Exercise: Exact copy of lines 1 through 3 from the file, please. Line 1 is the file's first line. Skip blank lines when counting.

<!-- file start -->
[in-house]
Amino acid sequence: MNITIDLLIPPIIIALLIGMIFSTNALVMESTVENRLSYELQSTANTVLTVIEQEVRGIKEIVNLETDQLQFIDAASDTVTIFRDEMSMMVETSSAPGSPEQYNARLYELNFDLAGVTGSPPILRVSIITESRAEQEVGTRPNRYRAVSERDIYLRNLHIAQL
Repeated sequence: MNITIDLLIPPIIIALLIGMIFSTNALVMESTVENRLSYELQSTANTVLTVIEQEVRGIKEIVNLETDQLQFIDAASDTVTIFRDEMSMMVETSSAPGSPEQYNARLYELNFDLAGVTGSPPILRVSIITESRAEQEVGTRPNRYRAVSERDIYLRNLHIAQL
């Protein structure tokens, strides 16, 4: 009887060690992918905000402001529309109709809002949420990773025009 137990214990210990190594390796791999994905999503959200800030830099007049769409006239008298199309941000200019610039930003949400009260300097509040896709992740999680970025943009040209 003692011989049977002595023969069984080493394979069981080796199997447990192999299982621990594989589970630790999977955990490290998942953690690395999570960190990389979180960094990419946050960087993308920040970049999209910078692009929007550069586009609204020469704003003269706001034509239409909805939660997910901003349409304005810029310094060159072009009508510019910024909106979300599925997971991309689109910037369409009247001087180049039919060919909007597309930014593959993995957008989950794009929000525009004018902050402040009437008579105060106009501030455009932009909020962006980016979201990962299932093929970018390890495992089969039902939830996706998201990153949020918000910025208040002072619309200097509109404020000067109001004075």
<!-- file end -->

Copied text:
[in-house]
Amino acid sequence: MNITIDLLIPPIIIALLIGMIFSTNALVMESTVENRLSYELQSTANTVLTVIEQEVRGIKEIVNLETDQLQFIDAASDTVTIFRDEMSMMVETSSAPGSPEQYNARLYELNFDLAGVTGSPPILRVSIITESRAEQEVGTRPNRYRAVSERDIYLRNLHIAQL
Repeated sequence: MNITIDLLIPPIIIALLIGMIFSTNALVMESTVENRLSYELQSTANTVLTVIEQEVRGIKEIVNLETDQLQFIDAASDTVTIFRDEMSMMVETSSAPGSPEQYNARLYELNFDLAGVTGSPPILRVSIITESRAEQEVGTRPNRYRAVSERDIYLRNLHIAQL